for women. In other primates, birth is comparatively easy. Babies come through
a straightforward canal and are born directionally facing their mothers. The mother
then can pull the child out during birth without inflicting injury to spine of
the baby. The human female pelvis is now quite smaller in diameter and babies
are forced to be born facing away from their mothers’- requiring aid during childbirth
to prevent damage to the baby’s spine. The birth canal is now curved in such
away that there is just enough room for the passing of the child’s head and
shoulders.

            Three adaptive characteristics
of early humans that are no longer present in modern-day humans are heavy brow
ridges, sagittal crests, and facial prognathism. Facial prognathism is the positional relationship of the mandible
or maxilla to the skeletal base where either of the jaws protrudes beyond a
predetermined imaginary line the coronal plane of the skull. All of these
characteristics were influenced by the changes in the nourishments consumed by
humans. Heavy brow ridges, or supraorbital ridges, are the scrawny ridges
located above the eyes. It is believed that early humans had very pronounced
brow ridges to strengthen the facial structure during chewing. As humans
evolved, their diets changed to softer more pliable foods and the amount
of force needed in chewing significantly declined. The large brow ridges
ultimately vanished and are almost completely absent in modern humans (7).

            The sagittal crest is a line
of bone that goes along the middle of the skull. The heavy chewing muscle, the
temporalis, were attached to this crest. Modern humans no longer have a
sagittal crest, but they are still visible in certain primates such as adult
male gorillas (3). Like the heavy brow ridges, as man’s diet evolved, the need
for intensive chewing and crushing of the jaw 
lessened. The muscles in the face and head that were utilized for heavy
chewing were no 
longer needed so the composition of humans changed and the sagittal crest went
extinct.

Facial prognathism is the projection of the mouth area of the face (5).

Early humans had this facial structure to contain his large teeth and muscles,
which were used to break and tear his food for consumption. As the size of the
teeth lessened the facial prognathism followed suit and decreased.
            We have come to learn that a growth
in brain capacity has played a significant function in the evolution of modern
humans. The Homo sapiens main competitors on earth were the Neanderthals.

The Neanderthals had bigger brain capacities than modern humans, but yet only Homo
sapiens persisted. The disappearance of Neanderthals approximately 40.000
years ago was a direct result of Homo sapiens and their prolific spread
of their kind outside the continent of Africa, because these modern humans had
evolved brains that were better at resolving problems, they had the ability to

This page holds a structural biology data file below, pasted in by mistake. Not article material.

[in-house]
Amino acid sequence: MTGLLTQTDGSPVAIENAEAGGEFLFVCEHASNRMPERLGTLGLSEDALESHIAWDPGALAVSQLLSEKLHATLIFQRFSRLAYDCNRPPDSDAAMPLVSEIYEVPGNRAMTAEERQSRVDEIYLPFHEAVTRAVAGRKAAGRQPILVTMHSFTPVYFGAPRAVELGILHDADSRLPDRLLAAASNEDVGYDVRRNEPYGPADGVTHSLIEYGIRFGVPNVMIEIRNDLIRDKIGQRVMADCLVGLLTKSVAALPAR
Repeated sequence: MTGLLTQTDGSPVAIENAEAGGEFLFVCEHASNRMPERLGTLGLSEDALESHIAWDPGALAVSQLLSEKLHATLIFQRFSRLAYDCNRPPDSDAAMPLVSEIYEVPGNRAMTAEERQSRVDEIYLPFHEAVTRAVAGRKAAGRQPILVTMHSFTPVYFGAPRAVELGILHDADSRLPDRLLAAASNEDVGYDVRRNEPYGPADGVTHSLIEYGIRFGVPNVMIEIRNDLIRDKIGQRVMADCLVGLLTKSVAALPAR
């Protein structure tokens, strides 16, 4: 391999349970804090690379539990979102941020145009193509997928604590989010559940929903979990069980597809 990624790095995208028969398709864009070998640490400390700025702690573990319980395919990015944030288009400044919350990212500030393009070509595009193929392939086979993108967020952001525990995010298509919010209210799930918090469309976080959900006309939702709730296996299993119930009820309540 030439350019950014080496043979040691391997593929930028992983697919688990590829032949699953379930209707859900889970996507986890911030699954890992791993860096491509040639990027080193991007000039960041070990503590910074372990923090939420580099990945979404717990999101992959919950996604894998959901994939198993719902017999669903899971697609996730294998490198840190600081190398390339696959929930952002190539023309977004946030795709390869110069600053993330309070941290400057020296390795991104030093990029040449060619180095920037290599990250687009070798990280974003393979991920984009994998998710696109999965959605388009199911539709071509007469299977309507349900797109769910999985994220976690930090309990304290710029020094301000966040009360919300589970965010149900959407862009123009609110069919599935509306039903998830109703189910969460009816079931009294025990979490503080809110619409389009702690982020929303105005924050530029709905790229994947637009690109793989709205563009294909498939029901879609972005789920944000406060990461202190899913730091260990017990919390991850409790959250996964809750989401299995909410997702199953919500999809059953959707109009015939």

interact and properly communicate, and their bodies were more suited for their
survival. Homo sapiens were better outfitted than the Neanderthals for
survival so while they flourished, the Neanderthals vanished into history (7).

CONCLUSION:

            There might never be a conclusive
answer as to why or how we first adapted to bipedalism, but researchers are
still looking for and finding fossils of our early ancestors that deliver
evidence of how their bodies evolved to walking upright on two legs. It is
however, certain that if Hominids had not freed up their hands they would have
never been able to achieve the progress that defines humanity. Although walking
a few feet seems like a normal thing to do for us now, six or seven million
years ago it was the most significant achievement that our human ancestors
could have ever done.

 

 

 

 

 

 

 

 

 

 

 

Works
Cited:

 

(1) Pierre Teilhard de Chardin. (1959).

The phenomenon of man.

On Evolution, Entropy, and Love: Three Facets of the Cosmic Story

(2)
Haviland, William A., Harold E. L. Prins, Dana Walrath, Sunny McBride. (2011).

 

The
Essence of Anthropology.

 

Third
edition.

 

(3)
Hawks, John. (2005).

 

“Why be
Bipedal?”

http://johnhawks.net/weblog/topics/bipedalism/why_be_bipedal.html 

(4) Ackerman, Jennifer. (2006).

 

“The Downside of
Upright.”

 

 National Geographic.

http://ngm.nationalgeographic.com/print/2006/07/bipedal-body/ackerman-text

 

(5) Kond?, Shir? (1985). 

 

Primate
morphophysiology, locomotor analyses, and human bipedalism.

 

Tokyo:
University of Tokyo Press.

 

https://en.wikipedia.org/wiki/Human_skeletal_changes_due_to_bipedalism

 

(6) National Geographic.

 

Human
Evolution 101

 

https://news.nationalgeographic.com/2015/09/human-evolution-101/

(7) Davies, William

The time of the last Neanderthals

Nature Journal

2014/08/20/online

http://dx.doi.org/10.1038/512260a